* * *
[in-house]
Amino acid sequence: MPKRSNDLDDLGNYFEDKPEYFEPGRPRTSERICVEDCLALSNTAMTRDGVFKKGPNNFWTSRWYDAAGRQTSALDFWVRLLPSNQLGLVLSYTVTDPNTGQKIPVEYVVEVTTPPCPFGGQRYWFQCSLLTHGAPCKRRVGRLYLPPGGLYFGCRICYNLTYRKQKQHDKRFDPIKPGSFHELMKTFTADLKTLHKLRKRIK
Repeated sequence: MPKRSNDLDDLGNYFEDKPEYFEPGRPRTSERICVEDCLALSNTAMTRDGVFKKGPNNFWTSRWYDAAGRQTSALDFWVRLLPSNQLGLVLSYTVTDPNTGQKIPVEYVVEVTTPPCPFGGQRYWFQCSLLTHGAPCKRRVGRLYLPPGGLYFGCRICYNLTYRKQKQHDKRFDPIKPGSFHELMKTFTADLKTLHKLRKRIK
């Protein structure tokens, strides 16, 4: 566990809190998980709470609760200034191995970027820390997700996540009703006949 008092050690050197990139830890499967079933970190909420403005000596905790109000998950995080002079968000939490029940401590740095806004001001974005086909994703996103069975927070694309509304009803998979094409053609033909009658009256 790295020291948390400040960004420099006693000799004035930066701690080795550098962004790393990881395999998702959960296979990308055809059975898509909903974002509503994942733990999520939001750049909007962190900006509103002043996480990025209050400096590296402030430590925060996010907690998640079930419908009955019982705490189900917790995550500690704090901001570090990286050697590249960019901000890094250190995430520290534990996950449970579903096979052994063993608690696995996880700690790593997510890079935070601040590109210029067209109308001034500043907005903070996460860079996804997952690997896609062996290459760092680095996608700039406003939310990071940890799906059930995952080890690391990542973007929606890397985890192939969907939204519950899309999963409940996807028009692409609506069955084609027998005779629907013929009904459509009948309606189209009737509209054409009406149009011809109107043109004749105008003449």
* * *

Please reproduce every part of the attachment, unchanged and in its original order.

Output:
[in-house]
Amino acid sequence: MPKRSNDLDDLGNYFEDKPEYFEPGRPRTSERICVEDCLALSNTAMTRDGVFKKGPNNFWTSRWYDAAGRQTSALDFWVRLLPSNQLGLVLSYTVTDPNTGQKIPVEYVVEVTTPPCPFGGQRYWFQCSLLTHGAPCKRRVGRLYLPPGGLYFGCRICYNLTYRKQKQHDKRFDPIKPGSFHELMKTFTADLKTLHKLRKRIK
Repeated sequence: MPKRSNDLDDLGNYFEDKPEYFEPGRPRTSERICVEDCLALSNTAMTRDGVFKKGPNNFWTSRWYDAAGRQTSALDFWVRLLPSNQLGLVLSYTVTDPNTGQKIPVEYVVEVTTPPCPFGGQRYWFQCSLLTHGAPCKRRVGRLYLPPGGLYFGCRICYNLTYRKQKQHDKRFDPIKPGSFHELMKTFTADLKTLHKLRKRIK
């Protein structure tokens, strides 16, 4: 566990809190998980709470609760200034191995970027820390997700996540009703006949 008092050690050197990139830890499967079933970190909420403005000596905790109000998950995080002079968000939490029940401590740095806004001001974005086909994703996103069975927070694309509304009803998979094409053609033909009658009256 790295020291948390400040960004420099006693000799004035930066701690080795550098962004790393990881395999998702959960296979990308055809059975898509909903974002509503994942733990999520939001750049909007962190900006509103002043996480990025209050400096590296402030430590925060996010907690998640079930419908009955019982705490189900917790995550500690704090901001570090990286050697590249960019901000890094250190995430520290534990996950449970579903096979052994063993608690696995996880700690790593997510890079935070601040590109210029067209109308001034500043907005903070996460860079996804997952690997896609062996290459760092680095996608700039406003939310990071940890799906059930995952080890690391990542973007929606890397985890192939969907939204519950899309999963409940996807028009692409609506069955084609027998005779629907013929009904459509009948309606189209009737509209054409009406149009011809109107043109004749105008003449």